Plaque request over WW2 tragedy on Isle of Dogs was "put into a beauty competition"
A plaque to remember the Isle of Dogs' biggest wartime disaster has been funded privately after campaigners failed to secure Tower Hamlets Council support.
More than 40 died when a Second World War bomb hit the Bullivant's Wharf air raid shelter in March 1941.
The plaque, which has been installed at the site between Hutchings Street and Cuba Street, was funded by Keith Woods whose grandmother Minnie Ethel and aunt Doris died in the tragedy.
Tower Hamlets Council included it in a shortlist of 17 in its 'People's Plaque' competition to identify seven worthy of cash.
However, it failed to attract enough votes in the public poll so missed out.
Reg Beer, whose brother-in-law was one of many injured in the explosion, criticised the process.
"I think it's a shame the 40-plus dead and the numerous injured, should have been put into a kind of beauty competition to decide whether they were worthy of a plaque," he said.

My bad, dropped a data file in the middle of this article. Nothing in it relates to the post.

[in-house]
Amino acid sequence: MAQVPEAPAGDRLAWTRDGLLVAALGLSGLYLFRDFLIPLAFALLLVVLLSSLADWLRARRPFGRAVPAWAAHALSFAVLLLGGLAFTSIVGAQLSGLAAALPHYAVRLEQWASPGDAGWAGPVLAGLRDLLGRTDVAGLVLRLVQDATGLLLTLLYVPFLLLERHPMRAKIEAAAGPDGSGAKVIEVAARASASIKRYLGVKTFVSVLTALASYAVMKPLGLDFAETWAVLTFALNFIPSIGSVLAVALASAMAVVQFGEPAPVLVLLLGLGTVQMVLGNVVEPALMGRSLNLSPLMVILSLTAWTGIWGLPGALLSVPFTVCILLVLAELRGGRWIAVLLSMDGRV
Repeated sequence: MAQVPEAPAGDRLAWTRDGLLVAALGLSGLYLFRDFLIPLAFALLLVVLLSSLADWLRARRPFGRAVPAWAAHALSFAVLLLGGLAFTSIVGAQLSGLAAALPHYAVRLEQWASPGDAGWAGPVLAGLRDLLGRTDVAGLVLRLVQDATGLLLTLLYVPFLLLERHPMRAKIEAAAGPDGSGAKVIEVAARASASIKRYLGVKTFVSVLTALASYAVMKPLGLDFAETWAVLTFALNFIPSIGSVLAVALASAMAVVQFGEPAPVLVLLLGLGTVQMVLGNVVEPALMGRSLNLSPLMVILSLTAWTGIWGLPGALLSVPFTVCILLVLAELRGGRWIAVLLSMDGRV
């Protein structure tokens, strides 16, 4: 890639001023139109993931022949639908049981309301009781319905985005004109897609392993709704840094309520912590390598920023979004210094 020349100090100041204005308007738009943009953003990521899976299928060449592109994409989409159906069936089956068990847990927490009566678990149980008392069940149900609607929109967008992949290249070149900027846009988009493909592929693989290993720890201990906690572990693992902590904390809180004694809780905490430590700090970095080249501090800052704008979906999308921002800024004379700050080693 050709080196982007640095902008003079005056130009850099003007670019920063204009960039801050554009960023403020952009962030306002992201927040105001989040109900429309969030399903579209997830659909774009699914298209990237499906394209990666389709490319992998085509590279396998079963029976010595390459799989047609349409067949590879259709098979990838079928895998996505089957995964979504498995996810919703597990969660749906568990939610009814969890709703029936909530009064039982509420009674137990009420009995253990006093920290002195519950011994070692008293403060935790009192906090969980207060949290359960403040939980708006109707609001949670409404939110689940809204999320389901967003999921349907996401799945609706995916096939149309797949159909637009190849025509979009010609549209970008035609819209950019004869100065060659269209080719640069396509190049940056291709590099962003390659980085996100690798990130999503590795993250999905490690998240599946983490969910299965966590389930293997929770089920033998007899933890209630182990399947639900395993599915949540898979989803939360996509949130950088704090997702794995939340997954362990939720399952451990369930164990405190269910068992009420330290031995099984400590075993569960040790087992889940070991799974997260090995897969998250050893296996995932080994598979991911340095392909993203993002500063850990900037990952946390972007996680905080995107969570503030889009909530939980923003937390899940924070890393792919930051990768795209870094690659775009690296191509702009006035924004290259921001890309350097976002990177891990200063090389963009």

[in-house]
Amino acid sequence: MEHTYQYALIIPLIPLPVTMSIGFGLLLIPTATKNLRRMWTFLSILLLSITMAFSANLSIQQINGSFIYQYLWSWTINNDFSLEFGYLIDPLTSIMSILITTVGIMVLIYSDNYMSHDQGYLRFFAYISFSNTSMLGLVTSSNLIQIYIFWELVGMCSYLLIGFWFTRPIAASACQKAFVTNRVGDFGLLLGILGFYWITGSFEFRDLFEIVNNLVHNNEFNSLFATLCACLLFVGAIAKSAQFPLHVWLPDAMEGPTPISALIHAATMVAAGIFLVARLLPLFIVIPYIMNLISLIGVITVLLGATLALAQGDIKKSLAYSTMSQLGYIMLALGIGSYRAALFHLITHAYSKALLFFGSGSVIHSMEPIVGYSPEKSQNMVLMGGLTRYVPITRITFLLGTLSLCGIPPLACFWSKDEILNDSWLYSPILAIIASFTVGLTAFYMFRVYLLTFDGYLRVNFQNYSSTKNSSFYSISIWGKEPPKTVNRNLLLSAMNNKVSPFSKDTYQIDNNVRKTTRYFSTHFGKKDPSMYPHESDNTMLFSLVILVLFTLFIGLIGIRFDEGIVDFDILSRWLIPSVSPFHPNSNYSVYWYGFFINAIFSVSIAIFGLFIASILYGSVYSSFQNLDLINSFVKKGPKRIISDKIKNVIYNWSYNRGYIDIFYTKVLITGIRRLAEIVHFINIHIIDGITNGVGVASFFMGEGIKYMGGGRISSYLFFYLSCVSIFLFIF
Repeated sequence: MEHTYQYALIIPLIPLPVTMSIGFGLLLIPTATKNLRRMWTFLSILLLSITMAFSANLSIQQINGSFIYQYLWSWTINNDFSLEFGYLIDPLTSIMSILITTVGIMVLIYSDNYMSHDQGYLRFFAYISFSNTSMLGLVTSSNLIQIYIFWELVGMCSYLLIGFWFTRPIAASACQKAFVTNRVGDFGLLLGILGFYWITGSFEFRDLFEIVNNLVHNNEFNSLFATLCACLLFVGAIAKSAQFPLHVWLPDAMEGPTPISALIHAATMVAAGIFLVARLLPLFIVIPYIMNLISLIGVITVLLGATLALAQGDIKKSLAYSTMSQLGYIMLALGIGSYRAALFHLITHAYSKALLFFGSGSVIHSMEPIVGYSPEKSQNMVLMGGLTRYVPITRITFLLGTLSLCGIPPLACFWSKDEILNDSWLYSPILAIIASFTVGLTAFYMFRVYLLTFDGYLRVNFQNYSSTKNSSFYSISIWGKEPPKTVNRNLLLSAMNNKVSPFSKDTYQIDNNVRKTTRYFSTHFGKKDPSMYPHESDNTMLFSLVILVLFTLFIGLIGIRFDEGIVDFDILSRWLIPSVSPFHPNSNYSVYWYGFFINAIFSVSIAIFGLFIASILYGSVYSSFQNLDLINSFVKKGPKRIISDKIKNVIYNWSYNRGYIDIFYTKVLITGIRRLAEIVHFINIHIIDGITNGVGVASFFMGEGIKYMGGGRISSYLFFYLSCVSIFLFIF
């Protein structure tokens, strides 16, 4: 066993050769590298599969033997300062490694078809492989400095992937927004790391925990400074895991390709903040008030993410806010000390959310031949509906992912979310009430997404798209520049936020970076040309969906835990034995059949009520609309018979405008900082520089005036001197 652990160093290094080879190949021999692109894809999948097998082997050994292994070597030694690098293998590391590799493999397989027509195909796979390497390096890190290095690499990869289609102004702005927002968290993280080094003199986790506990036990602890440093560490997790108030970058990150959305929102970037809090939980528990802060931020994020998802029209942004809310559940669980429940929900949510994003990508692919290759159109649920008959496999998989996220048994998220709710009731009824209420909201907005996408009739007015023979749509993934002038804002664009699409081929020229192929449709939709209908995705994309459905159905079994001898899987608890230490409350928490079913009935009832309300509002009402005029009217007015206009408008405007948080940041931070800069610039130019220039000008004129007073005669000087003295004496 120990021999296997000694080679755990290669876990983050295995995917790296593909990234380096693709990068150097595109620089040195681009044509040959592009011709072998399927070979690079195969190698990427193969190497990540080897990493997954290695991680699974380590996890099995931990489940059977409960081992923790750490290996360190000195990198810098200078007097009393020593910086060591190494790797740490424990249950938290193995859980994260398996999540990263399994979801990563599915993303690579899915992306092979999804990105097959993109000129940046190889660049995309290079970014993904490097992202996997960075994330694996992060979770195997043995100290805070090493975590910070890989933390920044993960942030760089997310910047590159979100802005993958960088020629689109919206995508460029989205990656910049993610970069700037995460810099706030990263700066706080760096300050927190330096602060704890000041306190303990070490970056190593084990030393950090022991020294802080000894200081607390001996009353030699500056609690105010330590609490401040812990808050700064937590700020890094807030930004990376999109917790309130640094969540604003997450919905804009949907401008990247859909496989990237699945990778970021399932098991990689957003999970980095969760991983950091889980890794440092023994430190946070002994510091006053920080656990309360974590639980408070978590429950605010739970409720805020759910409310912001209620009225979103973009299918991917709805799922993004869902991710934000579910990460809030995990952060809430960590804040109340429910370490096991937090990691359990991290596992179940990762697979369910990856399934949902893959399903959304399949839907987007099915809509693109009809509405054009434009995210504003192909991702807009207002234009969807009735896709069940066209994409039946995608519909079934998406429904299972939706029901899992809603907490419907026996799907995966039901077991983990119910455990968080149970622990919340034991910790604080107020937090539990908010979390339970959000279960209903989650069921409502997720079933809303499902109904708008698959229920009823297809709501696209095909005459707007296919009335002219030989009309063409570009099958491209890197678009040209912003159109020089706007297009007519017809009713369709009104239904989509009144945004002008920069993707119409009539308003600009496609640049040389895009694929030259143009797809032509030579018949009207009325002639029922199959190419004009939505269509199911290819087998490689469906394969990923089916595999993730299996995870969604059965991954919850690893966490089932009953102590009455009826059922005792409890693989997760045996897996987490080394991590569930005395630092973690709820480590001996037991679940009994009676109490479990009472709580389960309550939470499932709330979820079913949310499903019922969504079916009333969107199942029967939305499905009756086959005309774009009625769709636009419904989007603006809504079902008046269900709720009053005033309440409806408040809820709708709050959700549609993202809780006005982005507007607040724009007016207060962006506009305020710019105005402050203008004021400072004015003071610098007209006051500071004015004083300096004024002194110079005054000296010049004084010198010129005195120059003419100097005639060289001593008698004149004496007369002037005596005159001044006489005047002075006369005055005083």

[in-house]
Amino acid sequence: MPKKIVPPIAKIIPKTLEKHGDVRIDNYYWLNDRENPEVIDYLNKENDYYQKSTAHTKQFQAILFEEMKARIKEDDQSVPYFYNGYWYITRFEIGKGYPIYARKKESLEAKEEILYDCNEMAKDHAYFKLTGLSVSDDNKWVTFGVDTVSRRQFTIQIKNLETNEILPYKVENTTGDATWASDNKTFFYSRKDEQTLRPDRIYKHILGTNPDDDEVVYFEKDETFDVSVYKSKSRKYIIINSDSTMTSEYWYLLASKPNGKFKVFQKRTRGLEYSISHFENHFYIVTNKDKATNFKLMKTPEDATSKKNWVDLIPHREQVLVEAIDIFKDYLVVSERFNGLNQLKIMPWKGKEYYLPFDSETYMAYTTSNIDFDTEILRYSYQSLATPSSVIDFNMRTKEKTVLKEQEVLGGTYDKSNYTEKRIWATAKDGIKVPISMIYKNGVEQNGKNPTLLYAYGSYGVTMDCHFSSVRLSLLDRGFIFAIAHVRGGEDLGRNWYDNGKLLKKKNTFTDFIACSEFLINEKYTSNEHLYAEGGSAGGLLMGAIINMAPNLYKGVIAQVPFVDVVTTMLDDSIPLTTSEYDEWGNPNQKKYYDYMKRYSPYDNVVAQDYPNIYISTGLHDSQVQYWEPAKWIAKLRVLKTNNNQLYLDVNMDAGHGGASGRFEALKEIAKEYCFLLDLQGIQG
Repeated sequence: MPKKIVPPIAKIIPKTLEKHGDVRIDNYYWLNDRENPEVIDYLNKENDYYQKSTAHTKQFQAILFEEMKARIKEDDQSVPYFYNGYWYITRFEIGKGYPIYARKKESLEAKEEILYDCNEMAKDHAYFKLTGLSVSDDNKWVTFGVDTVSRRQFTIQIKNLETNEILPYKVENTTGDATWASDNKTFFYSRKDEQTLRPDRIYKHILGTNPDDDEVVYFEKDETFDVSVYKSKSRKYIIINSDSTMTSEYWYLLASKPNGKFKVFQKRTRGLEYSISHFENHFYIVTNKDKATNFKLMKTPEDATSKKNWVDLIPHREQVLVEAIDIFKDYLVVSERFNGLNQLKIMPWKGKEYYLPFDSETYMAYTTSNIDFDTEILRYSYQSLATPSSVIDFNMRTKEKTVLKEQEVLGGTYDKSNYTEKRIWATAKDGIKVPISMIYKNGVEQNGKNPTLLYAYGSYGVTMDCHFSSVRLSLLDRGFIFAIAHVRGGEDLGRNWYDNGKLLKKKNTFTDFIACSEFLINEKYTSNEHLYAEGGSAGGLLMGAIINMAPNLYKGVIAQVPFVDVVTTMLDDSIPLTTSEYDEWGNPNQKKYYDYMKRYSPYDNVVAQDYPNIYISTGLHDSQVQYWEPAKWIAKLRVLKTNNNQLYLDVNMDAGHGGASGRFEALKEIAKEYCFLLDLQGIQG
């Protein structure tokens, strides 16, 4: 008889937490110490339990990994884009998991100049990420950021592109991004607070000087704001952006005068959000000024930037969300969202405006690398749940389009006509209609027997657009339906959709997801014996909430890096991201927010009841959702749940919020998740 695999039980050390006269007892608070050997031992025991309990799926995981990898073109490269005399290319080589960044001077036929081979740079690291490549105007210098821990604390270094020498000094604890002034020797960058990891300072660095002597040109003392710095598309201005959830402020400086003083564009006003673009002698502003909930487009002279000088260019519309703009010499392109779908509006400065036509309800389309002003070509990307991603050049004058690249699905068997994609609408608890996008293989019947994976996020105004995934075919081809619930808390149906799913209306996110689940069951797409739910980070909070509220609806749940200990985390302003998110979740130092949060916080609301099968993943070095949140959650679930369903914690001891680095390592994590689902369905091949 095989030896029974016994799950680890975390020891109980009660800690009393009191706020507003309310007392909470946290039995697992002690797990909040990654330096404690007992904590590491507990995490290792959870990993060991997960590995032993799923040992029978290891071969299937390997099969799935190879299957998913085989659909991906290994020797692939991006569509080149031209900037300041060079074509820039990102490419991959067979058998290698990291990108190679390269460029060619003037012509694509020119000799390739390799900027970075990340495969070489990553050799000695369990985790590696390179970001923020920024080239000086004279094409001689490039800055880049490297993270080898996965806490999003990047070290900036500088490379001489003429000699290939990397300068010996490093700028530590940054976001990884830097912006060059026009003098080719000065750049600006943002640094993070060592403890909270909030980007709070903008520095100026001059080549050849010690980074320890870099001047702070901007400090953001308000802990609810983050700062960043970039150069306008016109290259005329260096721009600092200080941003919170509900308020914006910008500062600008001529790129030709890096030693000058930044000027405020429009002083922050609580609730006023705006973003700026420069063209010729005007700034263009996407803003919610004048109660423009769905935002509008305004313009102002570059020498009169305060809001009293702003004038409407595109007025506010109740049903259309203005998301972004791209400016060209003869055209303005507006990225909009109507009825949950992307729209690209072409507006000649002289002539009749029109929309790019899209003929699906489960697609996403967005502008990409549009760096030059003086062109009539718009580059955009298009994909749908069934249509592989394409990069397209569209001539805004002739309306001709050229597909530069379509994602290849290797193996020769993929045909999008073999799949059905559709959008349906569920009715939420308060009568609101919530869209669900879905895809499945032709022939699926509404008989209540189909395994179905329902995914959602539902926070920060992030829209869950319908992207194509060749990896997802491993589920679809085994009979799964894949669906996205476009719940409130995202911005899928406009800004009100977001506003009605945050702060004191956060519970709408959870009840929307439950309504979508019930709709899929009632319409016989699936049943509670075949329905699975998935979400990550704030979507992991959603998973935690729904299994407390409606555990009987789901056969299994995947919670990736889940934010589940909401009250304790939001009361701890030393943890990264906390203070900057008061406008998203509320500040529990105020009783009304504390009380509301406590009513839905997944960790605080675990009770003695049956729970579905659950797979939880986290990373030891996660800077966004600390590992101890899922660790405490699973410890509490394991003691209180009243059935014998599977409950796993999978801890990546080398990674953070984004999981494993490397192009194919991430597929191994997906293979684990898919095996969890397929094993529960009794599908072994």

The unveiling of the plaque was made on Saturday, July 5.
Reg, pictured above, said: "There was a good turnout as it meant a great deal to a lot of people. One family that was there lost five members in the tragedy."
A Tower Hamlets Council spokesperson said: "The plaque recently unveiled at Bullivant's Wharf was one of 17 plaques shortlisted to be funded by the council. As part of the People's Plaque scheme, residents had the opportunity to vote for their favourite location, person or event with the top seven having a plaque installed where planning permission was granted.
"Unfortunately, the plaque recently unveiled on the Isle of Dogs did not receive enough votes from the public to be selected."
Former Conservative councillor Gloria Thienel helped secure council approval for the plaque after private funding was found.